Guam. It's a place early this week. That's part of a regular force presence in the region. So, we want to put those in the proper context and

not give the impression that you have military steps being taken now that haven't been taken in the past.

GORANI: All right. That's a very good point. Thanks very much, Jim Sciutto in Washington --

RIPLEY: And to Jim's point, Hala.


RIPLEY: Also, North Korea has had capability, so it had conventional weapons --

GORANI: Last, last point, then we have to get to our next guest. Yes, go ahead.

RIPLEY: -- aimed across the DMZ for quite sometime. Yes, just saying they have conventional weapons pointed across the DMZ and they have for decades

and they haven't used them and they haven't used them for -- that exact reason. They don't want a war.

GORANI: Certainly, yes. We have these regularly scheduled exercises. No more military assets headed toward the region. So for right now, it

remains a war of words and not something more serious. Let's hope it stays that way. Jim Sciutto, Will Ripley, thanks to both of you.

SCIUTTO: Thank you.

GORANI: Our next guest brings with him a quarter century of experience when it comes to nuclear and defense policy issues. Tom Collina, as (ph)

policy director at the Ploughshares Fund, he joins me from Washington.

Tom, I hope you had an opportunity to listen there to our reporting from Jim Sciutto and Will Ripley.

Put this in context for us in terms of how worrying this escalation is. I think you also were able to hear the President of the United States who

said my statement that fire and fury statement probably didn't go far enough. Are we staying at the war of word stage, do you think?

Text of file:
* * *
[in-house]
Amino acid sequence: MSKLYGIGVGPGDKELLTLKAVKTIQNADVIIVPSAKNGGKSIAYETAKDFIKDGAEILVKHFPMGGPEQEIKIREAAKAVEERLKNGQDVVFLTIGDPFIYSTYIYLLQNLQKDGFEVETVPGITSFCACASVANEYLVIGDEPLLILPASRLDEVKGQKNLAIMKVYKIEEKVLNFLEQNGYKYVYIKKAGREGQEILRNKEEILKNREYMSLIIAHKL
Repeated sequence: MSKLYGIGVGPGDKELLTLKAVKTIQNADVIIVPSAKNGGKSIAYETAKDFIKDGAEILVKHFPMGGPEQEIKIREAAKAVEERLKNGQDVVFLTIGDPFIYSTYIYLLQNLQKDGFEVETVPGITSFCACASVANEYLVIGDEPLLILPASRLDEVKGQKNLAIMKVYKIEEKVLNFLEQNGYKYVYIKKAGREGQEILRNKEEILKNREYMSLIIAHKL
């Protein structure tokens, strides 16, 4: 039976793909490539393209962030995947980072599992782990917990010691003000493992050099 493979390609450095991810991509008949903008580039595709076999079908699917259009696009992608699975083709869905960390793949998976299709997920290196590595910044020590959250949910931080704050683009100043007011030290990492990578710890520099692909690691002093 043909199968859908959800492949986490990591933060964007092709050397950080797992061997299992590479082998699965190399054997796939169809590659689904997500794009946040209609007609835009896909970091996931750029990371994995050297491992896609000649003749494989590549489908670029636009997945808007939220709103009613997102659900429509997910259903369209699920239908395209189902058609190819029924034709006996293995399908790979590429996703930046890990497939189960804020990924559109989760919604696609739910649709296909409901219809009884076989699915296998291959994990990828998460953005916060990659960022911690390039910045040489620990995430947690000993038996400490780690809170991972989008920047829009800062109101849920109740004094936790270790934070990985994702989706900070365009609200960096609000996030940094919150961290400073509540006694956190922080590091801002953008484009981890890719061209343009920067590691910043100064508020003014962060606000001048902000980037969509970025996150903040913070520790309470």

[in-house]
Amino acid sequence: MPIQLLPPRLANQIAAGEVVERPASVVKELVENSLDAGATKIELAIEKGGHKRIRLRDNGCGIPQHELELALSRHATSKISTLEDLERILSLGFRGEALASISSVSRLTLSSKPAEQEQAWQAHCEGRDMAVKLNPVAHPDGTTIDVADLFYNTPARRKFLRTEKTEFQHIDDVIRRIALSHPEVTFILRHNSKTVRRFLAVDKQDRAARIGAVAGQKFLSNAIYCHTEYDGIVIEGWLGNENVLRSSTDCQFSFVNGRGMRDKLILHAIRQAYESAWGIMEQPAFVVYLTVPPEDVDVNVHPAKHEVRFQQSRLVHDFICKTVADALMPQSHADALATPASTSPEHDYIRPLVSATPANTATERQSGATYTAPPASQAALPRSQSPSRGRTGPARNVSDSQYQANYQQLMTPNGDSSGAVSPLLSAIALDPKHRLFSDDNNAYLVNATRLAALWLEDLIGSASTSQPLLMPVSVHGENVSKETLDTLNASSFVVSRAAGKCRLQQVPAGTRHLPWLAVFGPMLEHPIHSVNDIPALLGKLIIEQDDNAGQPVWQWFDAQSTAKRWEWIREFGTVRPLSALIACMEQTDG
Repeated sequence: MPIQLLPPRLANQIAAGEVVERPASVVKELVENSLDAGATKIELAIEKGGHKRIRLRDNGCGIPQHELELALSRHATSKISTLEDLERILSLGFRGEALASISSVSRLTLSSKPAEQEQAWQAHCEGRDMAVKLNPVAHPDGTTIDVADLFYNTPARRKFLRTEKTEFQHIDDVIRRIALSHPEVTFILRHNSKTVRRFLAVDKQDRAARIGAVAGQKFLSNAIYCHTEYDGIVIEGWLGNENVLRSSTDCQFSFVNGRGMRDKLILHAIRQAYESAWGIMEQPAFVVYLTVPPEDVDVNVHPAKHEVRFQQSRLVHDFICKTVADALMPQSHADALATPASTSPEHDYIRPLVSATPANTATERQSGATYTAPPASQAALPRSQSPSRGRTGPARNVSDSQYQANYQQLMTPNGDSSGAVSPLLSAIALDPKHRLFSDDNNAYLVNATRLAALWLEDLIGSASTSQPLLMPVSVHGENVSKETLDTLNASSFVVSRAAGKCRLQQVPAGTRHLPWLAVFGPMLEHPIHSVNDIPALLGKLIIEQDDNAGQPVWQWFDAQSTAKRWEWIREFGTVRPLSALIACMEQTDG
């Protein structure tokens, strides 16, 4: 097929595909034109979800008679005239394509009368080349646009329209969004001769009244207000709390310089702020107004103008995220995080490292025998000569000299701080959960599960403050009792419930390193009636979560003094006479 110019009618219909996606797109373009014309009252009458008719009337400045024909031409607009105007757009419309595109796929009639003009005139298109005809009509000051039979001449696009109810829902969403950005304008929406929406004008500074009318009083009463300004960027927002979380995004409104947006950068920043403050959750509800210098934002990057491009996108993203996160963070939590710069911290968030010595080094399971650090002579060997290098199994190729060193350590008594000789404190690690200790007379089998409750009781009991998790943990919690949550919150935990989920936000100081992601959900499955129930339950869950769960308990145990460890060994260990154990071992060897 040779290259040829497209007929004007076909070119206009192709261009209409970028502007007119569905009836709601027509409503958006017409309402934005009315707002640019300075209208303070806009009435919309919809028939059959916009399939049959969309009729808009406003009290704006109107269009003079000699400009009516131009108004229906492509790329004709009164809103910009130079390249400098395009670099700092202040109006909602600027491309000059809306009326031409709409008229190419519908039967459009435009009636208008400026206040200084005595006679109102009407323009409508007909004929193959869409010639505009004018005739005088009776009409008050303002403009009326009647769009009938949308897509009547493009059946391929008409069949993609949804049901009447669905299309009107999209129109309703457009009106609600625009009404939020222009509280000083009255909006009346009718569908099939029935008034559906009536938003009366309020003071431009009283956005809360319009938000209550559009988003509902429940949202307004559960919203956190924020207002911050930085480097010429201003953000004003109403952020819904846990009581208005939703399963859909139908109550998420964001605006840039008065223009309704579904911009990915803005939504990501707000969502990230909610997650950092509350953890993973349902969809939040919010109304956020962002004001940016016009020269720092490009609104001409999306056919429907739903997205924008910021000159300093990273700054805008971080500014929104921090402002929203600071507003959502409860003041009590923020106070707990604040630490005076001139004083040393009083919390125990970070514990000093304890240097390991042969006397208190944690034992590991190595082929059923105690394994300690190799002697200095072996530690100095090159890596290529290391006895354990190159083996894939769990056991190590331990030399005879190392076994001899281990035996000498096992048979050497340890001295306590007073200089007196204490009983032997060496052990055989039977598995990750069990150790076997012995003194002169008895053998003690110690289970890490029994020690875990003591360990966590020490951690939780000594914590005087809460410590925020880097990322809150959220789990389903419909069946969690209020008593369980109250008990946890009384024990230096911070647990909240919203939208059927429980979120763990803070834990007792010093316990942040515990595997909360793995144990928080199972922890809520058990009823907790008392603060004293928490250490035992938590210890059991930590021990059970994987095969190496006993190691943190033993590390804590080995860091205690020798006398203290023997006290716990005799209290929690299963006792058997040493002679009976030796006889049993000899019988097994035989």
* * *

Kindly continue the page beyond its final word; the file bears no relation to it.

TOM Z. COLLINA, POLICY DIRECTOR, PLOUGHSHARES FUND: I think we're in danger right now spiraling out of control. We have two inexperienced

bombastic leaders that seem incapable of bringing this back under control and it's spiraling higher and higher towards crisis. This is not good, we

need someone, an adult in the room, to bring it back down the earth to earth. And I'm hoping that China, which has a huge stake in this, of

course, can step in and try to provide some adult supervision to bring this, otherwise I think in some ways out of control leaders back to reason.

GORANI: But here's the thing, and let me play devil's advocate here. There are those who argue, well, you had the Clinton, and by the way,

Donald Trump mentioned Clinton and Obama many, many times, he referred back to their presidencies that Clinton had an opportunity to contain this and

he didn't. President Obama's strategy of strategic patience with North Korea didn't help because in the end, they were able -- it appears to

miniaturize this nuclear warhead on a longer range ICBMs. So, therefore maybe try something new. Why would this necessarily be dangerous?

COLLINA: So, the Clinton administration had an agreement with North Korea that lasted eight years. That's the only thing that has ever restrained

the North's nuclear program. That program came to an end or the agreement came to an end under the Bush administration.